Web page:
Roche's Rozlytrek (entrectinib) is the second histology independent drug to be recommended by NICE for use on the Cancer Drugs Fund (CDF), following a green light for Bayer's Vitrakvi (larotrectinib) earlier this year.

As a histology independent treatment, the drug targets all solid tumours that have a certain genetic mutation (a neurotrophic tyrosine receptor kinase (NTRK) gene fusion), regardless of where the cancer originated in the body.

As NICE notes, this is particularly beneficial to patients with some rare types of cancer where treatment options are currently limited.

Between 600-700 people have solid tumours with NTRK gene fusions. For those aged 12 years and older who have no satisfactory treatment options, treatment with Rozlytrek will be funded via the CDF, once a European marketing authorisation is granted.

The EMA's human medicines committee recently backed the approval of the drug as monotherapy for adults and paediatric patients 12 years of age and older, with solid tumours expressing an NTRK gene fusion, who have a disease that is locally advanced, metastatic or where surgical resection is likely to result in severe morbidity, and who have not received a prior NTRK inhibitor.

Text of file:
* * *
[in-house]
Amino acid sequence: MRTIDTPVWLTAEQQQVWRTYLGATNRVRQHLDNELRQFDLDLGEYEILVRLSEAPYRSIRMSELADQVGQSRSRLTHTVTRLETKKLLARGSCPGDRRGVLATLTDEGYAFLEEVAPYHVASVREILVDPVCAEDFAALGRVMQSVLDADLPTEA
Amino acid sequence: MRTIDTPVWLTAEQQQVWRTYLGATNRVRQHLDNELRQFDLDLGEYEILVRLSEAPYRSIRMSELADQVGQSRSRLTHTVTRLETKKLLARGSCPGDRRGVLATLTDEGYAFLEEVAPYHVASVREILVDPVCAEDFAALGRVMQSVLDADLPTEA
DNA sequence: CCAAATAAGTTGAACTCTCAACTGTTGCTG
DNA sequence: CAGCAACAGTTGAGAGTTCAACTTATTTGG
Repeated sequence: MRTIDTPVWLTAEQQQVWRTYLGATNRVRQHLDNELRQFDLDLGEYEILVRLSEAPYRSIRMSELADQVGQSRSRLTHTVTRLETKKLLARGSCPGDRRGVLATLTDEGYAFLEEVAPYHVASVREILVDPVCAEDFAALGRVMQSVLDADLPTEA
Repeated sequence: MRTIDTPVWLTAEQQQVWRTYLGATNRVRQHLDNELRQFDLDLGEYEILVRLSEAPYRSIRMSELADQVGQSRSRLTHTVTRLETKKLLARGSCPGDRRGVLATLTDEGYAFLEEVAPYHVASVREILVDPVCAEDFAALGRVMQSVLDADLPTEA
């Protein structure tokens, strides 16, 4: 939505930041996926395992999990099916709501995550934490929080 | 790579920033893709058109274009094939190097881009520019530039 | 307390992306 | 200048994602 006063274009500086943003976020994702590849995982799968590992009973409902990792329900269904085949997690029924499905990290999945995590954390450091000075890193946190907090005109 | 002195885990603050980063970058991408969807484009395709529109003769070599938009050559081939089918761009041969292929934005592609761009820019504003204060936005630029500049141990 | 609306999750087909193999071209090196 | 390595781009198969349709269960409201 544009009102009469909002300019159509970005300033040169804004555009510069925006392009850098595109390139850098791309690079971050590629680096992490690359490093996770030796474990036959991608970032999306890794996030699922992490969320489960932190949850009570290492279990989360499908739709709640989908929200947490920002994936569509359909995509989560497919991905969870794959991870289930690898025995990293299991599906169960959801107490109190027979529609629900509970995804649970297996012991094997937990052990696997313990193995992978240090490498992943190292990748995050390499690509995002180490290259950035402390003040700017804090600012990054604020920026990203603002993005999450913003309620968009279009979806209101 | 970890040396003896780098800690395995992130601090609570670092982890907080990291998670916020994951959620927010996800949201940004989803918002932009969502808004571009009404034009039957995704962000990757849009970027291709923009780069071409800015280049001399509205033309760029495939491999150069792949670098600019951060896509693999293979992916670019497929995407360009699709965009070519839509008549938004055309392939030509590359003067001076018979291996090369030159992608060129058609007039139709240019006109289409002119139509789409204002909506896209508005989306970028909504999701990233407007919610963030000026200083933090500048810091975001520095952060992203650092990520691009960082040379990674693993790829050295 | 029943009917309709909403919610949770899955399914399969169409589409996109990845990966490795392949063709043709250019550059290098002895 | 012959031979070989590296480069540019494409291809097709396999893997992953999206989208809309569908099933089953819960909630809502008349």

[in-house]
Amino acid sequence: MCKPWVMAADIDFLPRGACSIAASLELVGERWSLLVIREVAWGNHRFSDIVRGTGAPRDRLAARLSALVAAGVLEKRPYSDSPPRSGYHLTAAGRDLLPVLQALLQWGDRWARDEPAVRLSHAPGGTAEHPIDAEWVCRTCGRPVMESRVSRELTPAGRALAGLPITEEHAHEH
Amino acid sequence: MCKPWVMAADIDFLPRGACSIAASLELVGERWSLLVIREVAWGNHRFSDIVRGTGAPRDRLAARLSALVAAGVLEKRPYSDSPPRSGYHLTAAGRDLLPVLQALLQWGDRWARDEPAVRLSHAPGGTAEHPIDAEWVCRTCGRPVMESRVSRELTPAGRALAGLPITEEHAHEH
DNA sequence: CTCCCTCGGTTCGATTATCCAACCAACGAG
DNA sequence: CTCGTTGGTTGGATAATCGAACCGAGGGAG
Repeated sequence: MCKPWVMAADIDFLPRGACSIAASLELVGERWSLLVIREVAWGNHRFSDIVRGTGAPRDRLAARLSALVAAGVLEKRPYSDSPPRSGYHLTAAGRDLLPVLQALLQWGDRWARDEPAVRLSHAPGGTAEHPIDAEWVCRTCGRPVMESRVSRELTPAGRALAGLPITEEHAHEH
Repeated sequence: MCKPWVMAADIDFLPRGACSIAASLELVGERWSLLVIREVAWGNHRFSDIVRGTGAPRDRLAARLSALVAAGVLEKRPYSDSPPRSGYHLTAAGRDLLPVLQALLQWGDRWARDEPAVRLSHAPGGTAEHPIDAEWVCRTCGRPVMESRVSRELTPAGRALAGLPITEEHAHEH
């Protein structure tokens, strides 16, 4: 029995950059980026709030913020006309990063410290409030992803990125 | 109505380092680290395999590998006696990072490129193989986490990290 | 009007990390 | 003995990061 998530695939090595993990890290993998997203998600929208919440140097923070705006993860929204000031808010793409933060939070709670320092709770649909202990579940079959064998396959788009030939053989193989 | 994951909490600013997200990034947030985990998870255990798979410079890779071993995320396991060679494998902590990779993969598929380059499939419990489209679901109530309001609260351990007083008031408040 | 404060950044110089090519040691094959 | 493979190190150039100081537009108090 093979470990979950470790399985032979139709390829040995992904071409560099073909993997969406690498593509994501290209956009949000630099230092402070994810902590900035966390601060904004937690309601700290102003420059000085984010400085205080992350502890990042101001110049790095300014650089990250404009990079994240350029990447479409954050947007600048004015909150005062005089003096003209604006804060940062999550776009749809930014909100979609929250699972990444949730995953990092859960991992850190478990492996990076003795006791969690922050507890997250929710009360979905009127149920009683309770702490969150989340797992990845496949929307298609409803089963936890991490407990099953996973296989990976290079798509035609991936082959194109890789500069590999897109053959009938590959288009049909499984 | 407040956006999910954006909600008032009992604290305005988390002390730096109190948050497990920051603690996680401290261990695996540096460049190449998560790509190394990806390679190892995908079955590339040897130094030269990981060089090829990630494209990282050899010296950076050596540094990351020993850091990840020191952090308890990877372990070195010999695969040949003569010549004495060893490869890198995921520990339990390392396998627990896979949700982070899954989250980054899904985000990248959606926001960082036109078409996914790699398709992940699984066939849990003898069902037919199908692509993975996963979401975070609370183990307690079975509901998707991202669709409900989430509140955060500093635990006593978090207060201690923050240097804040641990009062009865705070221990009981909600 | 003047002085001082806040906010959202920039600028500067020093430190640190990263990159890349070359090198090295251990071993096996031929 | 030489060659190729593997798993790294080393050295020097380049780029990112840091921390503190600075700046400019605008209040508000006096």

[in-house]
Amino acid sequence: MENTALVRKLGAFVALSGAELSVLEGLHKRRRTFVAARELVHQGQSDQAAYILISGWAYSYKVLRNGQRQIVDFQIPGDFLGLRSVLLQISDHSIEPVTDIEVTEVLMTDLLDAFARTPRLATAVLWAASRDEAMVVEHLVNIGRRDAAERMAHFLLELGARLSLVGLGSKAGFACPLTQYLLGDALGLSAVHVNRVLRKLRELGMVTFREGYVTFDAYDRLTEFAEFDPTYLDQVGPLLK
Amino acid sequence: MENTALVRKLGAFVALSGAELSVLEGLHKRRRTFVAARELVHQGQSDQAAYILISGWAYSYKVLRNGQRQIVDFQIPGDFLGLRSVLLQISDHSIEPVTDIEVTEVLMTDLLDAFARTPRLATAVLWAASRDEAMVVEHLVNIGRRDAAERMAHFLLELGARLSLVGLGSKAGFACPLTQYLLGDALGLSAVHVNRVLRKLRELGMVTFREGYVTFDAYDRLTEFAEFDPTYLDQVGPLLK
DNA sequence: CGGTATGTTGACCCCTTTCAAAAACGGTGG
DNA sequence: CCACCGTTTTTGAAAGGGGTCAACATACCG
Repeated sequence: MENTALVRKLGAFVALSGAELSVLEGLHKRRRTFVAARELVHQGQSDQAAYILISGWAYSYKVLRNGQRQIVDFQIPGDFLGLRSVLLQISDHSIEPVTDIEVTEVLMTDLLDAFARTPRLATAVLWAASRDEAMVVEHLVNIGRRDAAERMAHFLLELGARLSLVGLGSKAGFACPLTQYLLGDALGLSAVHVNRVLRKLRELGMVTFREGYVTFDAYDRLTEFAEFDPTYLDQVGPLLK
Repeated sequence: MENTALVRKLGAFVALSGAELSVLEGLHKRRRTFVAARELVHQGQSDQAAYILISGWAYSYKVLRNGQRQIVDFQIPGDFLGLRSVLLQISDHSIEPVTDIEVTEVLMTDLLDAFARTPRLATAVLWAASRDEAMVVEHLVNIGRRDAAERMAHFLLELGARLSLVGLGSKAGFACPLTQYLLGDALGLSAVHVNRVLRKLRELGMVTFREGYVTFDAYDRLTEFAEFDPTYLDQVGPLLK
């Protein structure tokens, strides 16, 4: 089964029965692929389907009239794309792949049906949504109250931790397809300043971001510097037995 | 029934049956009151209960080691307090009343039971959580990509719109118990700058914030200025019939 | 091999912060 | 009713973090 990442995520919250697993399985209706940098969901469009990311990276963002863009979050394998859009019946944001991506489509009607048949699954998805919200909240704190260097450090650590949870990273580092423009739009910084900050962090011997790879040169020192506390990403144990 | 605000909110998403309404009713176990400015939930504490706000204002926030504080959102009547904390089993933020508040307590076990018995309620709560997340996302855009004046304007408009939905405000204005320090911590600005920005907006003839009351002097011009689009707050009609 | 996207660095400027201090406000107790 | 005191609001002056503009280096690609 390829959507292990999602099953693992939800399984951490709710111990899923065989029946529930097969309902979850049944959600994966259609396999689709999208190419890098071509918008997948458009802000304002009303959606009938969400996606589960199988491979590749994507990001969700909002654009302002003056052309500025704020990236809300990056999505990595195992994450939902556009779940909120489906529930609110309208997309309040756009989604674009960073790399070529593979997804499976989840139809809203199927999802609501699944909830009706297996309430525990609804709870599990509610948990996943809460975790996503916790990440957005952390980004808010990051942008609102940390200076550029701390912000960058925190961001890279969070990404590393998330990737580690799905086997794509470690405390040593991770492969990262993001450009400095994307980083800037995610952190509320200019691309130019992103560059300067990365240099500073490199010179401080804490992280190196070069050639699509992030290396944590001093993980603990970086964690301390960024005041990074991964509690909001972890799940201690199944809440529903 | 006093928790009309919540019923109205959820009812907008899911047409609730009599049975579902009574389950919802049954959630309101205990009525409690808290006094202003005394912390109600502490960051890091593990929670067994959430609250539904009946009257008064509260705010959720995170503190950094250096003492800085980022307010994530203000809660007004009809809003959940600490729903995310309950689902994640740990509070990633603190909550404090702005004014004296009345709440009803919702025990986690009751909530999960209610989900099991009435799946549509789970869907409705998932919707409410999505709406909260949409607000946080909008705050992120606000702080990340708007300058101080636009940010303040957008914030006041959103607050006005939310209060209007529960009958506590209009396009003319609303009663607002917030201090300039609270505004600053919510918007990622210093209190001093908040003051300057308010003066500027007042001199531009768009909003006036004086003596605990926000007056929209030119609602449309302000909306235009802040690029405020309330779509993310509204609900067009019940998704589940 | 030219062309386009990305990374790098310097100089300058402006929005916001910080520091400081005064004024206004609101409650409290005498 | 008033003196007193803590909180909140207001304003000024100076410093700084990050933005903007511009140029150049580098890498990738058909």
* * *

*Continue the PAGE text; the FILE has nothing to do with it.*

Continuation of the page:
“People across England will be among the first in Europe to benefit from a new generation of medicine that targets tumours based on their genetic make-up, rather than where they are in the body,” noted Karen Lightning-Jones, head of Personalised Healthcare and Strategic Partnerships, Roche Products Limited.

“We are proud to have worked in partnership with NHSE, NICE and the Accelerated Access Collaborative, to fast-track access. We look forward to the English Genomic Medicine Service being able to operate at full capacity and help identify those patients who may benefit from entrectinib."

Meindert Boysen, deputy chief executive and director of the centre for health technology evaluation at NICE, said the decision to approve CDF funding for the drug “is another positive step forward for cancer care driven by genomics. Treatments like entrectinib, have the potential to revolutionise how we treat cancers by targeting a genetic mutation that activates tumour growth irrespective of the solid tumour’s location.”